Dr. Mahmoud Mohieldin, UN Climate Change High Level Champion for Egypt and UN Special Envoy on Financing 2030 Sustainable Development Agenda, said that the partnership between the Glasgow Financial Alliance for Net-Zero and the African Development Bank will enhance Africa’s capability to face the challenges of climate and development action, especially those related to finance.
This came during his participation in the partnership signing event between Glasgow Financial Alliance for Net-Zero (GFANZ) and the African Development Bank (AfDB), on the sidelines of the Africa Climate Summit (ACS) held in Nairobi, Kenya.
Mohieldin confirmed the importance of this kind of partnerships that brings together development finance institutions, national and regional banks, the private sector, the insurance sector and ultimate risks mitigators in order to face challenges, bridge financing gaps and seize opportunities for the actual implementation of development and climate action.
Mohieddin stated that GFANZ is doing good job and racing against time to finance climate action, especially emission mitigation activities, adding that the alliance holds partnerships at the regional level in Asia, Latin America and Africa with the aim of bridging financing gaps related to climate and development action through scaling private sector participation.
“To achieve these goals, GFANZ is cooperating with institutions with the same objectives such as the AfDB, which encourages the stimulation of public financing at the national level and motivates the private sector to play a greater role in financing and implementing climate and development projects.” Mohieldin said.
The climate champion noted that climate financing can provide solutions to Africa’s food, energy and debt crises, through concessional financing, private sector participation and activation of innovative finance instruments, stressing that financing mitigation and Sharm El Sheikh Adaptation Agenda activities is a financing for various SDGs.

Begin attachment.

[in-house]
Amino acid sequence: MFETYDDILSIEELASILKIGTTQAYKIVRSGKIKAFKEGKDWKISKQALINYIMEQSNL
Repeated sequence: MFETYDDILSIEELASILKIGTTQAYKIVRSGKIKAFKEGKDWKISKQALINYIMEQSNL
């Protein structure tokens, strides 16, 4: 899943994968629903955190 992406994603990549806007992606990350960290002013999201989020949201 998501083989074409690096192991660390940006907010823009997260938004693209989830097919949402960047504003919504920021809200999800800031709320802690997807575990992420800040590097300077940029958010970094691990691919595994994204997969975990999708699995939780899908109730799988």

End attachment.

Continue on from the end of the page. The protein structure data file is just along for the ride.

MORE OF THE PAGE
Mohieldin said that the GFANZ – AfDB partnership will work according to three priorities, the first of which is to support country platforms through dealing with the challenges they face such as institutional reform, policy making, the role of laws and governance. The second priority is knowledge sharing, providing technical assistance and capacity building, while the third one is to activate innovative finance tools, debt swaps for investment in nature and climate, and help in activating the Africa Carbon Markets Initiative (ACMI).
Mohieldin highlighted the Five Regional Roundtables Initiative that resulted in a large number of investable, bankable and implementable climate and development projects in Africa, explaining that these projects have succeeded in attracting the attention of IFIs, MDBs and climate finance funds, foremost of which is the Green Climate Fund (GCF), saying that these projects also represent an area of cooperation between GFANZ and African finance institutions in order to finance and implement them.
In a related context, Mohieldin chaired the meeting of the Board of African Network of the Glasgow Alliance (GFANZ Africa) where he praised the efforts made by the network during the past months and the fruitful cooperation between GFANZ and the AfDB, expressing his aspiration to achieve more positive results through the participation of the network in the important events to be held in the coming weeks on the way to COP28 in Dubai.
During the meeting, Mohieldin stressed the importance of financing solutions that come from Africa, taking into account work and partnership with external institutions and parties, noting that the finance that can be provided to Africa must be concessional financing that contributes to the implementation of development and climate projects on the continent.
He noted the $4.5 billion funding announced by the UAE for climate and development action in Africa, explaining that the GFANZ Africa network will highlight climate and development projects that can benefit from this funding.
The climate champion said that the GFANZ Africa must work to decarbonize some industries in Africa, such as fertilizer and cement industries, and provide the necessary financial and technical support for this, adding that the network must contribute to addressing the challenges faced by African carbon markets and the issue of cross-border carbon trade.
He stated that the network will contribute to developing the capacities of African countries to contribute to the implementation of climate and development action and encourage potential financiers to participate in financing climate and development projects on the continent, explaining that the network will also attract investments and finance for projects resulting from the African Regional Roundtable through cooperation with a number of finance entities, foremost of which is the GCF.